Every meter I have used over the last five years or so has been relatively similar – small, compact design, color options for the casing, and good lancing devices.  (Don’t go too far back in my memory bank, or you will find The Harpoon!) 

But what I have been struggling with, as an adult with diabetes, is the whole logging thing.  With BSparl on board, my mission is more focused, but before this pregnancy, logging was something I only did the night before I went to the endocrinologists office.  It wasn’t a streamlined part of my day, so it was tough to keep up with.

Today, I tried out a new meter called the Bayer Contour USB meter (pretty self-explanatory name there, no?) and in the interests of full disclosure, Bayer’s PR company sent me this meter, and the accompanying 25 test strips, for free so that I could review the meter.  

These days, my life is moving quickly and without warning, so the idea of a long, drawn-out review seems to fly in the face of this quick, zippy little meter.  So here are my impressions of the Contour USB meter, in snapshots:

Plugged into the Macbook.

Wow, it looks like a USB flash drive, all plugged into the computer and whatnot.

Is this what was missing from my childhood?

OOOOOH!  Look at the pretty lancet colors!  Who would have thought that a purple or aquamarine lancet would actually bring me joy?


The lancing device was easy to use, but didn’t give me a blood sample until I poked myself three or four times.  Hard to tell if that’s the device or my calloused finger tips that are at fault.  But once I was ready to apply the blood, the full-color screen was happy to accept.

Aftah my meal.

And after three seconds, my post-breakfast result came back.  (A little on the higher side, but oatmeal is a tough one for me!)

The meter has options to set your personal blood sugar goals, with a little icon of either an apple or a devoured apple to show the numbers as pre- and post-meal.  It is set up to provide 14 day averages and a built-in logbook, and just before you apply the blood sample, it gives you an option to designate the number as pre-meal or post-meal.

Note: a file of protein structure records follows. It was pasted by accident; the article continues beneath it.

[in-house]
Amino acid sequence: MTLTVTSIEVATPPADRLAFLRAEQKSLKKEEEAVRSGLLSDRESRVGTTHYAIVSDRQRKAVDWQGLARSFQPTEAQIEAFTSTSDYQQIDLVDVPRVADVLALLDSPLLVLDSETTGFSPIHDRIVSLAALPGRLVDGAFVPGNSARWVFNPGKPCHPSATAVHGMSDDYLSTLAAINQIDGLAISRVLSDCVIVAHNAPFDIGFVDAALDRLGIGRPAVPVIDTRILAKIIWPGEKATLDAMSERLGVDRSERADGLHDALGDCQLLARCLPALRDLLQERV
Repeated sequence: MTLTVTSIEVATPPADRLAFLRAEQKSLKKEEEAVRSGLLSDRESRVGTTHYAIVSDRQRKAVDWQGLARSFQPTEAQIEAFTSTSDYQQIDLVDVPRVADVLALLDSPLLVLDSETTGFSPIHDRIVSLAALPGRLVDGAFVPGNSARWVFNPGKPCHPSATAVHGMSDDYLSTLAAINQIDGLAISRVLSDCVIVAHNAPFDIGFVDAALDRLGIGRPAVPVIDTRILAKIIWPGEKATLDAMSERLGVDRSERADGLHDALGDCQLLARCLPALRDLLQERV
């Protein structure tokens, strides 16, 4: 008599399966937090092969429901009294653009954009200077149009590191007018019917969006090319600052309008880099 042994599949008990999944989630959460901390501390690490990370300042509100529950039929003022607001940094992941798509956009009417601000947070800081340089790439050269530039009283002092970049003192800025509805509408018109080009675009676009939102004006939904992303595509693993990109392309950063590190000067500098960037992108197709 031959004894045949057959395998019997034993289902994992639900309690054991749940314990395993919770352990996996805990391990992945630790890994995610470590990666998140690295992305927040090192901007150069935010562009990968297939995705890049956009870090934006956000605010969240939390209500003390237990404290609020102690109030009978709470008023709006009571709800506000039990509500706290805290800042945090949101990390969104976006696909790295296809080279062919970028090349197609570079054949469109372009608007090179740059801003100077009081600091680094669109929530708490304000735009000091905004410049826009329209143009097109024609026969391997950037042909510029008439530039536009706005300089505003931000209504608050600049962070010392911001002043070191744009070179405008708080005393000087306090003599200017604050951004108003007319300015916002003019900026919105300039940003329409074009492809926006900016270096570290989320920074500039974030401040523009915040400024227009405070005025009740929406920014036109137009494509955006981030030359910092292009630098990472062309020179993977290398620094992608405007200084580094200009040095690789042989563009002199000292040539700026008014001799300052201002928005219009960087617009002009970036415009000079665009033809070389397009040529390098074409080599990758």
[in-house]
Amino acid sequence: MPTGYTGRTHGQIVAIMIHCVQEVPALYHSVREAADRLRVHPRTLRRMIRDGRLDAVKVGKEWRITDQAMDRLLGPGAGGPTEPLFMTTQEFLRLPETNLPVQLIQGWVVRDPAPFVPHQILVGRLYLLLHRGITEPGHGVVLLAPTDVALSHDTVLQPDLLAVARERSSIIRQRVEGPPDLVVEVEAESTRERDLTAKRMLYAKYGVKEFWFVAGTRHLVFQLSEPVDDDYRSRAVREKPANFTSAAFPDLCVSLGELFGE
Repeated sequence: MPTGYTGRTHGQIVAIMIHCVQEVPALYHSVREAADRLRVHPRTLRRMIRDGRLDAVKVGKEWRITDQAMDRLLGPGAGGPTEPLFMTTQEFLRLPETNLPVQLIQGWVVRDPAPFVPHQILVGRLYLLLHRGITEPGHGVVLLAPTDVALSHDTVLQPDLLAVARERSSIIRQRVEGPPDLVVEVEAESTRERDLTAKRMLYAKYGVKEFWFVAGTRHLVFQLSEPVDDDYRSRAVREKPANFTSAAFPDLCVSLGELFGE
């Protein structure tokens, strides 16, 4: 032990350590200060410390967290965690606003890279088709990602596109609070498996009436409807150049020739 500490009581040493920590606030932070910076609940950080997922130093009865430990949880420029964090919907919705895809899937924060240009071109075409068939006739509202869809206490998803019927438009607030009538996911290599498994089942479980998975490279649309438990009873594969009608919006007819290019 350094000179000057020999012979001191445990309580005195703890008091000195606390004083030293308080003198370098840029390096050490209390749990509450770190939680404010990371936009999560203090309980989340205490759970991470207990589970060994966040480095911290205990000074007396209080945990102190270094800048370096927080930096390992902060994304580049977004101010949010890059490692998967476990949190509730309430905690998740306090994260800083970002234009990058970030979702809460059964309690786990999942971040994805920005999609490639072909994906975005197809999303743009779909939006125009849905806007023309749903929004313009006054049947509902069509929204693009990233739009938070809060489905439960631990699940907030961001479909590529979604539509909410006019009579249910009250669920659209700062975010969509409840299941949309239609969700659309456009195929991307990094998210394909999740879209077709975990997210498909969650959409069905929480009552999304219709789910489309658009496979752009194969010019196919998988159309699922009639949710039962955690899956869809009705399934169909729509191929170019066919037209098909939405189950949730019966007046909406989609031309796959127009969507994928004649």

There is software built into the meter, but I haven’t had a chance to check it out yet.  (I’m hoping it works with my Macbook, otherwise I’m going to have to toggle back and forth between my PC and the Mac to get a feel for this thing.)  I’m planning to check this meter against my other meters, for both accuracy and convenience, but for a person like me who relies on insurance coverage and co-pays to provide diabetes supplies, it’s tough to consider switching meters when I’m both happy with my One Touch and also completely covered by my insurance company for One Touch strips.  Options from different companies are great – especially when companies are putting out meters that are cool, like this USB one – but it would also be great if insurance companies would allow coverage shifts just as easily. 

Overall, the USB meter is pretty darn easy to use, is nice to look at, and is tiny.  I like having the option to plug it right into my computer (yes, there is a wall jack, in case you don’t have a computer handy when the meter needs to charge) and I also really liked the full-color screen.  But I’d have to use it for a few weeks, and subject it to the torture chamber that is my purse, to see how it really stands up.

Has anyone else given this meter a go?